Valle de Luna was another adjacent area in this region of salars and salt mines. The late afternoon sun played with the shadows making it a photographers delight. Every turn held a new and wonderous image in this 'other worldly' place. Tour buses and tourists abounded in the late afternoon, whereas during the middle day the place was almost deserted.
Back in town, San Pedro de Atamaca has been preserved rather than improved. Rough dirt streets butt into adobe, single story structures that belie the human comforts lurking within. Vehicular traffic is minimal; foot traffic being the accepted norm.
We spent three nights enjoying the company of many motorcycle travellers who happened to be here this long Easter weekend. Visitors from England shared our campsite. They were more or less travelling around the world or at least a part of it. Argentinian and Brazilian bikers roared through town seemingly competing in an Iron Butt Rally this long weekend. The Paso de Jama connecting San Pedro de Atacama with Jujuy and Salta Argentina is now paved reducing this once treacherous, day long journey to a few, high speed hours. When Peter and I passed this way in 1999 we fought high altiplano dirt roads fraught with sand traps and other hidden hazards. We arrived at dark at Jujuy. Salta was unattainable in a day.
The small but well stocked museum in San Pedro holds many pleasant surprises. Choice pottery pieces and an abundance of Atacama preserved mummies will please even the most discerning tourist and archaeologist alike.
It was in San Pedro de Atacama that we met the French family who were staying at the same hostel as us. They were a family of five (5), mama, papa, Anna, Lucie and Peter aged thirteen, eleven and nine. They were travelling the Americas for a year, from north to south. Home schooling their children they travelled with a truck load of baggage, books, corrrespondence lessons and clothing.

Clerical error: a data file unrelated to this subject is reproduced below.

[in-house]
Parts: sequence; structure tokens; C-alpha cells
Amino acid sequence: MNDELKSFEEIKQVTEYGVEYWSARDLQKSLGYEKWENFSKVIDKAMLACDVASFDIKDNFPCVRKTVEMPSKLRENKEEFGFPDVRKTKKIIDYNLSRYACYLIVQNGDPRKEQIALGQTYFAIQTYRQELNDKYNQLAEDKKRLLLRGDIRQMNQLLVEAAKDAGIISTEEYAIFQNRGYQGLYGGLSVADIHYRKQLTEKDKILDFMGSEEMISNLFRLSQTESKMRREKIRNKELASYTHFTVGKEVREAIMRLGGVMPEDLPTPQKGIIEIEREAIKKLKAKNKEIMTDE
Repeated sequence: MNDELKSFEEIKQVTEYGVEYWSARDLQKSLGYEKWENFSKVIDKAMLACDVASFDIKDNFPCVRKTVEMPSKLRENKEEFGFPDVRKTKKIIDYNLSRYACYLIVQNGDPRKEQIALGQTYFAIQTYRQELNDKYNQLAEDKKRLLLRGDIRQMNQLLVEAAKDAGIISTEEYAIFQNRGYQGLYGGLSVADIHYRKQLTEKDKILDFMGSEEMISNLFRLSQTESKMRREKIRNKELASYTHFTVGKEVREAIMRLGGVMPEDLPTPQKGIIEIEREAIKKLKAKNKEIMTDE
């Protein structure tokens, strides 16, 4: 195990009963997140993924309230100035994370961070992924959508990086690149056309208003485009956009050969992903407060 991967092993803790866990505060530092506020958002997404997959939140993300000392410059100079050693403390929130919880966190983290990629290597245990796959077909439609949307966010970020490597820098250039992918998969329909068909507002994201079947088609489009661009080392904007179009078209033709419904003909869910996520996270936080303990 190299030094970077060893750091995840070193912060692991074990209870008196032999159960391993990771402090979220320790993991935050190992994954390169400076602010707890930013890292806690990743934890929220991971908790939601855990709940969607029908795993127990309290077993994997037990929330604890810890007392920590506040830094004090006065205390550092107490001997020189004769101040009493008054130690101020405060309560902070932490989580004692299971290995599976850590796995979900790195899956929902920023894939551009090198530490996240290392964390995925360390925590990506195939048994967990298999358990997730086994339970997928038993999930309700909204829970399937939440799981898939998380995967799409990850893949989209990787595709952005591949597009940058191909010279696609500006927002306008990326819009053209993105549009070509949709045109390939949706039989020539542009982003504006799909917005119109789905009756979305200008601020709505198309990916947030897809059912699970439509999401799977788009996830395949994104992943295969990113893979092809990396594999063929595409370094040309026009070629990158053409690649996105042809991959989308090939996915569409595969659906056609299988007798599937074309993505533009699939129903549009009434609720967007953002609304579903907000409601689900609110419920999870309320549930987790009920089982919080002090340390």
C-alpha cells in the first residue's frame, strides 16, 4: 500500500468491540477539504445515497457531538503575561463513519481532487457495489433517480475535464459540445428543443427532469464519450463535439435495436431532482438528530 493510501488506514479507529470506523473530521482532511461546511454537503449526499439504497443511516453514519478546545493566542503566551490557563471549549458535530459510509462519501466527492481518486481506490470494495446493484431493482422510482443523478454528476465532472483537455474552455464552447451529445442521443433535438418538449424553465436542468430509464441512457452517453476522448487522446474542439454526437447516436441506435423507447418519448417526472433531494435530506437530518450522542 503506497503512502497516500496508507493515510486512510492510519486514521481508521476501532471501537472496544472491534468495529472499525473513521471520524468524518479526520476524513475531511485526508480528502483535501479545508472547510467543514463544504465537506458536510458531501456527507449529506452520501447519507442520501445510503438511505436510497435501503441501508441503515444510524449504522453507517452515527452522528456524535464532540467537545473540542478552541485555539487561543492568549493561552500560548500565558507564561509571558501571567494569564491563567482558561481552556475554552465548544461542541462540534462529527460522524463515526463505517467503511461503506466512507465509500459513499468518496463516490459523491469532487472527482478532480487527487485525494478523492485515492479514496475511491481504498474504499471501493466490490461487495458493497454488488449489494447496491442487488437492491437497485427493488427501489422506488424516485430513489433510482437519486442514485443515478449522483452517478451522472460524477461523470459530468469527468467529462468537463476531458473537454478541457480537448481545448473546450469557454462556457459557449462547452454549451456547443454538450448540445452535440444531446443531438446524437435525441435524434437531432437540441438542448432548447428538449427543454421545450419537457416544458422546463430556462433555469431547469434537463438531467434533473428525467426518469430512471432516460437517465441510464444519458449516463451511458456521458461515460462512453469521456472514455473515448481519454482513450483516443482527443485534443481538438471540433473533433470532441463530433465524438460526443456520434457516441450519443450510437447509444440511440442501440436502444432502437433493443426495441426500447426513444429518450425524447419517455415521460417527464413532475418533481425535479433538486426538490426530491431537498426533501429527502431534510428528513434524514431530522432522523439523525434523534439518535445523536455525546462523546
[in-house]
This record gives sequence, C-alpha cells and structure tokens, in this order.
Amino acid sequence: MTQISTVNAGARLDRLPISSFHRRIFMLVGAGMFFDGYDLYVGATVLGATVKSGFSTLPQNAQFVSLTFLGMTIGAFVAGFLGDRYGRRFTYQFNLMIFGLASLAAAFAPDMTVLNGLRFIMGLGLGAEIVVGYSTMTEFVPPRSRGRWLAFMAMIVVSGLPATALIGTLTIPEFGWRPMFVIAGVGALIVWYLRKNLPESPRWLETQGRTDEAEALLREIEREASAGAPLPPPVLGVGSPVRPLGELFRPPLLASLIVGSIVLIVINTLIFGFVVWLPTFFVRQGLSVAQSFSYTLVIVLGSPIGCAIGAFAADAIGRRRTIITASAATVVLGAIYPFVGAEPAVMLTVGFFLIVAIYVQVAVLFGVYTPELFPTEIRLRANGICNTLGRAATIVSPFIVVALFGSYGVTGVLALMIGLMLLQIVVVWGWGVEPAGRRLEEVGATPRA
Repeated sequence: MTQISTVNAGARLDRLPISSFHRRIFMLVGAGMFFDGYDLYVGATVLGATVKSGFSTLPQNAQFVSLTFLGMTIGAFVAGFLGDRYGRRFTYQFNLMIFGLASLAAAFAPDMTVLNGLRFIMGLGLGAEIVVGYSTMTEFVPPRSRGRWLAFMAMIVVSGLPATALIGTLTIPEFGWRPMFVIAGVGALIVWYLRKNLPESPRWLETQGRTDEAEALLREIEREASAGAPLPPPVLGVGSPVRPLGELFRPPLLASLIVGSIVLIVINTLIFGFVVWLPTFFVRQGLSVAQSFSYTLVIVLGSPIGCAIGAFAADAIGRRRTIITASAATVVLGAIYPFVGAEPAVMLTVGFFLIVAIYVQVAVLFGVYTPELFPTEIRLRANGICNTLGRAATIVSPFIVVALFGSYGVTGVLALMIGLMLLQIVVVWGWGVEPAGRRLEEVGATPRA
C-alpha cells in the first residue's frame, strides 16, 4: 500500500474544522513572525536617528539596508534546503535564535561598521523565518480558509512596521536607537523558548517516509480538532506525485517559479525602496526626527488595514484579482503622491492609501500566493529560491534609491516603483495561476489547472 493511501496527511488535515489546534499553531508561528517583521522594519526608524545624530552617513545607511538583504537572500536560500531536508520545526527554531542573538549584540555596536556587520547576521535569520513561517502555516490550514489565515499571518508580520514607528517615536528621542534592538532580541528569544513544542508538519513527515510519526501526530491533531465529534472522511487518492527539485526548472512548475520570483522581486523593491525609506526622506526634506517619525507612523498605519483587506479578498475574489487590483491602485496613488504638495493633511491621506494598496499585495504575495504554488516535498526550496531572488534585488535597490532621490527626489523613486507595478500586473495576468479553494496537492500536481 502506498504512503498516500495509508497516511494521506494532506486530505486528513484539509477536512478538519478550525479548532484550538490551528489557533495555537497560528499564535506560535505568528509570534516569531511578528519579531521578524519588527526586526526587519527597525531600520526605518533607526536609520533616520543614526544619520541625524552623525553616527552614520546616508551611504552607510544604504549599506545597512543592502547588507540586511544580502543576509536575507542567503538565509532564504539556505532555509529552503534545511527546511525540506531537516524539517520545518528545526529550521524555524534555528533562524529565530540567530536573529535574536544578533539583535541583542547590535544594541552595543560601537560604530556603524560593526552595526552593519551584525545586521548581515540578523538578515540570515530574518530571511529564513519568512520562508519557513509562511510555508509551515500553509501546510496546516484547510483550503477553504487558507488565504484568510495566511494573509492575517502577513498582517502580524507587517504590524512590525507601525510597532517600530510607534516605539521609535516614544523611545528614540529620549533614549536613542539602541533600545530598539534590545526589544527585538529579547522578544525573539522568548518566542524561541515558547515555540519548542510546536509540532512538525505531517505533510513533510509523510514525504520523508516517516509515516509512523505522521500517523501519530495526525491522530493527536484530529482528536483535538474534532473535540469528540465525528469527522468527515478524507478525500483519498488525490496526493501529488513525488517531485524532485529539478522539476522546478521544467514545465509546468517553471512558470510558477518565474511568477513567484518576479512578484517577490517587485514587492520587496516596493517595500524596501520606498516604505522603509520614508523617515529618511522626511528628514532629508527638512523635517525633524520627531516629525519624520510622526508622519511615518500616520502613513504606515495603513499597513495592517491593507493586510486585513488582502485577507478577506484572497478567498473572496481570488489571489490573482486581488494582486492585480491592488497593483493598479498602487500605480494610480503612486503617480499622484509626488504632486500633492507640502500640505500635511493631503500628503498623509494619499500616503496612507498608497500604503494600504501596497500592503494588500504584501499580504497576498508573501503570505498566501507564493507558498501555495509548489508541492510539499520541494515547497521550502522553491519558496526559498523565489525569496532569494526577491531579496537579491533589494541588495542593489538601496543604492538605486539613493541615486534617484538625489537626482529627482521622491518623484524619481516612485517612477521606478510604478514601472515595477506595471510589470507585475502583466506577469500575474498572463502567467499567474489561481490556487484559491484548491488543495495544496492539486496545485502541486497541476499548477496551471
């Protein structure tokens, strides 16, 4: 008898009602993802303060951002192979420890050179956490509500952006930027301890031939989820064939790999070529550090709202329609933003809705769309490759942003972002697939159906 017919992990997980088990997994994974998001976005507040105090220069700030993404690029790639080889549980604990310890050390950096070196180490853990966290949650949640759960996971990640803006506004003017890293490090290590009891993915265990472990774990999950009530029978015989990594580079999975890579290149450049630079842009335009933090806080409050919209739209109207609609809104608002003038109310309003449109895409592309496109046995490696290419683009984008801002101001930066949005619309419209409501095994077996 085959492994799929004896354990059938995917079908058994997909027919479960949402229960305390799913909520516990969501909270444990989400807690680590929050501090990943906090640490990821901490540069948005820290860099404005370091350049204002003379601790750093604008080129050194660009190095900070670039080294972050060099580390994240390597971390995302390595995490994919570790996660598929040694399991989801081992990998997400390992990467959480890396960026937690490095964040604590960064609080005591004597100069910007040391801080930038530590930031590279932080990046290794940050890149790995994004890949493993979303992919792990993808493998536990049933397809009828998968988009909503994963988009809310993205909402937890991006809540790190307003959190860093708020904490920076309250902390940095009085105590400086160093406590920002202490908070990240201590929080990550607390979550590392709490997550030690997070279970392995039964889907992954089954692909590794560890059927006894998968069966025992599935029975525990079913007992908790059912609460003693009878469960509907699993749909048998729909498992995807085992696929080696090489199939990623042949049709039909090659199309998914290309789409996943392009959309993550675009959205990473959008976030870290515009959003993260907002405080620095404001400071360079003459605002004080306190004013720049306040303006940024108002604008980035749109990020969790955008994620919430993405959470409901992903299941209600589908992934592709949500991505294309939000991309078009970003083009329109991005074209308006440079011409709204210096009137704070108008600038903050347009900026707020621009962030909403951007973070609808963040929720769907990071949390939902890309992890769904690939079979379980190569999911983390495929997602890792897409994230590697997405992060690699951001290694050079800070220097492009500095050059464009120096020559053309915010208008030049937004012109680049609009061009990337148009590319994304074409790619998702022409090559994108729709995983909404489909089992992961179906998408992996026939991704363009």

Eleven year old Lucie was the most outgoing of the trio. She sauntered into our camp and entertained us with her wisdom beyond her years. She rattled off countries, places and events with the precision of Brittanica. She dazzled us with her calculations of costs and prices in the various countries. I asked her how many suitcases she had. Two she replied without hesitation...one for my clothes and one for my toys. I was staggered. Wise beyond her years she was not too proud to state the importance of toys in her daily life, lest she grow up too soon. Thank you Lucie for adding a new dimension to my day. I added a CANADA pin to her treasures. Hopefully, she will cherish it and perhaps even the memory of me and the few hours we spent together in San Pedro de Atacama.
We left San Pedro and made a beeline for the coast. It was only 2-1/2 hours away but it seemed to take forever in the straight line, monotone drone of the Atacama. At Tocopilla we lunched on fresh Soupa de Mariscos, dredging up oysters, clams and a few unidentifiable bits and pieces below the murky surface of the broth. As advertised by the patrons it was "muis rico."